Gasoline prices have risen to within a nickel of $4 a gallon in the District as pump prices nationwide have been marching higher — the result of refinery closures and maintenance, lower oil production by Saudi Arabia, market anxiety about tensions in Iran and Iraq, and guarded optimism about the prospects for economic recovery in the United States, Europe and China.
The prices in the District are among the highest in the country, outstripped only by New York, Connecticut, California and Hawaii.
“This is the most expensive we’ve seen gasoline in the dead of winter,” which is usually a time of relatively low consumption, said John Townsend, a spokesman for AAA Mid-Atlantic. Noting that the increase comes just as the payroll tax cut has expired, Townsend said that “this is a double whammy for many consumers, especially on the East Coast, because many people there use home heating oil. . . . People got that shock to the system and now a shock at the gas pumps.”
The price increases have been a rude reminder that even though the United States’ reliance on imported oil is less than it has been in nearly two decades, prices at service stations are still tied to global prices and subject to global market trends, as well as to regional refinery constraints.
In the District, gasoline prices inched up to $3.95 a gallon Tuesday, up from $3.57 a month ago and $3.77 a year ago. In Maryland, gasoline stood at $3.74 a gallon, up from $3.39 a month ago and $3.62 a year ago. In Virginia, it registered $3.65 on Tuesday, up from $3.26 a month ago and $3.54 a year earlier.
Analysts differed widely on the causes of the increase.
The price of crude oil, which makes up about two-thirds of the price of gasoline, remains extremely high by historical standards. The price of a barrel of the benchmark West Texas Intermediate grade of crude oil for March delivery climbed 80 cents to settle at $96.66 a barrel on the New York Mercantile Exchange. In London markets, the price is about $20 a barrel higher.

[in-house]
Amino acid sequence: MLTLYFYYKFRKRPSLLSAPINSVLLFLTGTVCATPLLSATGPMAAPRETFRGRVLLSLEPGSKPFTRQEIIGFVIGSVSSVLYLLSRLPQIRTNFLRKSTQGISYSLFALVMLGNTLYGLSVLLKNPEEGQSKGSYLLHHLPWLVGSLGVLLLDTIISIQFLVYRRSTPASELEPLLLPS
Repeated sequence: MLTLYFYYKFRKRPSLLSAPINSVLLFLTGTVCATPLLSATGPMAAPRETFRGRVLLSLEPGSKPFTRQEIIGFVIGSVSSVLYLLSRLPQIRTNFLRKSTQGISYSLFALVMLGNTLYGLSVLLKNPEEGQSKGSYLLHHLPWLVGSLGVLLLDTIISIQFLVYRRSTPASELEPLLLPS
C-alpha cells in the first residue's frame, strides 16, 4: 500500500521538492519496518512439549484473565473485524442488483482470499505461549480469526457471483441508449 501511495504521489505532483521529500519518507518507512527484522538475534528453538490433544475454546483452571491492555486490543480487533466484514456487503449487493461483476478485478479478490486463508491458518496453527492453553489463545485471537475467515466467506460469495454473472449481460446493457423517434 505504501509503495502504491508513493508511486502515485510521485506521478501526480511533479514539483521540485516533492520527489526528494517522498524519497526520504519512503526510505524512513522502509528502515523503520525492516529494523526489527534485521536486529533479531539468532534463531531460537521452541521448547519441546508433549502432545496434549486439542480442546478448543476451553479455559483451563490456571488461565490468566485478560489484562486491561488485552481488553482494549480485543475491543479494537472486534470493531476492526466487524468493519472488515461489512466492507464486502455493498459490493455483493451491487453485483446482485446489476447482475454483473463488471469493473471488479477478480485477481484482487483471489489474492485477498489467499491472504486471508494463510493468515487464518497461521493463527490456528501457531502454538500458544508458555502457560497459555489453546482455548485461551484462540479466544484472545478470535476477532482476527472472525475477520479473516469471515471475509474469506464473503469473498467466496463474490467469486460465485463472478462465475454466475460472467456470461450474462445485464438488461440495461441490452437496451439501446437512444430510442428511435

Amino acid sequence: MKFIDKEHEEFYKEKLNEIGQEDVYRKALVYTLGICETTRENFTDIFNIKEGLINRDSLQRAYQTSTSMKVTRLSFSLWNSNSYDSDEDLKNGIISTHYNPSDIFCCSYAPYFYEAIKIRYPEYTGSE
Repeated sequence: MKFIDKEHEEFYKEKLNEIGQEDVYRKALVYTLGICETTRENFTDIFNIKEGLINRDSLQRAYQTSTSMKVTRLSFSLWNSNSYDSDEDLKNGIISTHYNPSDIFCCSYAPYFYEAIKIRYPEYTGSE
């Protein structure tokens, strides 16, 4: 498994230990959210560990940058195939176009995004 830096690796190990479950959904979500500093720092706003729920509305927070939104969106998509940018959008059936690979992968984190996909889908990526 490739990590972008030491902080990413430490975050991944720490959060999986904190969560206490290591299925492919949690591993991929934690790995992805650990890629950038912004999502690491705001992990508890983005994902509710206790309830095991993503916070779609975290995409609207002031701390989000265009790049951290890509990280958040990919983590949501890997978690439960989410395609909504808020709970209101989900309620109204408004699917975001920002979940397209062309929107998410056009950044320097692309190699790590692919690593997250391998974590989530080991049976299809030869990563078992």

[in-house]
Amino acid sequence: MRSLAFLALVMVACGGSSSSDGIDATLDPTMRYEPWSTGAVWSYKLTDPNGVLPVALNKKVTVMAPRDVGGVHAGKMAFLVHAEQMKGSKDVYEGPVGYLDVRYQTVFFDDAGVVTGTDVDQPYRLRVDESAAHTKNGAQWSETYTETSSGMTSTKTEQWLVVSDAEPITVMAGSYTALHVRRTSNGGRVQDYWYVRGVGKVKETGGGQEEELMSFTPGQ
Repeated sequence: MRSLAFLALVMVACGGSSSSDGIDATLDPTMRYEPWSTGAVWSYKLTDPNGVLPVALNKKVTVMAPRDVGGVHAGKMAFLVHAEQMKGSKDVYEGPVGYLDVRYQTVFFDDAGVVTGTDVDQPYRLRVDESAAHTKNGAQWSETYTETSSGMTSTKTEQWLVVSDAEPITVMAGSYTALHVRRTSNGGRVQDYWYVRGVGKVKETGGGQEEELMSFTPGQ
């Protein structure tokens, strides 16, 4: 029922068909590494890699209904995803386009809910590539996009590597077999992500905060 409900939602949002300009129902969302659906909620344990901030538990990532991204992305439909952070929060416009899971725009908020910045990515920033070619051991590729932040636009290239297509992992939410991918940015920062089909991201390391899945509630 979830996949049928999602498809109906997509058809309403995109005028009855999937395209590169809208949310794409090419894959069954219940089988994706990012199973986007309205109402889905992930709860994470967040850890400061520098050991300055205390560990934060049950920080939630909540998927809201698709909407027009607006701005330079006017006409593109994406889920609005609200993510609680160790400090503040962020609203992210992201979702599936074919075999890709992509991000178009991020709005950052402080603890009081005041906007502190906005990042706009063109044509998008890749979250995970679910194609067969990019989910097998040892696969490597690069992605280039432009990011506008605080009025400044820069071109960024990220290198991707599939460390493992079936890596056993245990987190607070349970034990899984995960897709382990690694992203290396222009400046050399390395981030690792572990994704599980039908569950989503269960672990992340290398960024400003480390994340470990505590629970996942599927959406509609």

One factor is lower crude oil output from members of the Organization of Petroleum Exporting Countries. Saudi Arabia is producing about 700,000 fewer barrels a day than a year ago, according to the International Energy Agency.
Yet global inventories of oil are ample, and the IEA has forecast that increases in oil supplies around the world — including the United States, Kazakhstan, southern Iraq and Africa — will outstrip increases in oil demand.
“Oil prices are inflated by concern about potential oil supply disruption. All I have to do is watch TV for five minutes,” said Fadel Gheit, an oil analyst with Oppenheimer. He pointed to continuing tension between the United States, Israel and Iran over Tehran’s nuclear program; the ongoing civil war in Syria; and factional violence in such oil-exporting nations as Libya and Iraq.
Greg Priddy, an oil analyst with the Eurasia Group, said prices appeared to be higher than supply-and-demand fundamentals would justify. “There is a growing tension between market fundamentals” and the risks that traders and investors are willing to take, he said.
“The markets are breathing a sigh of relief about tail risks like euro zone, the fiscal cliff and sequestration,” he said, referring to the recent U.S. budget brinkmanship. “There has also been some positive economic data in places like China.”
But some analysts also pointed to refinery issues. Several refineries have been shut down for routine maintenance, and in the eastern United States, several refineries simply went out of business in the past year.
“Atlantic Basin capacity closures have improved refining fundamentals,” the nation’s biggest refiner, Valero, said in a slide presentation at a Credit Suisse conference this month. It estimated that refineries have closed nearly 1 million barrels a day of capacity on the East Coast or in the U.S. Virgin Islands in the past two years, which Valero said allowed it to increase profit margins.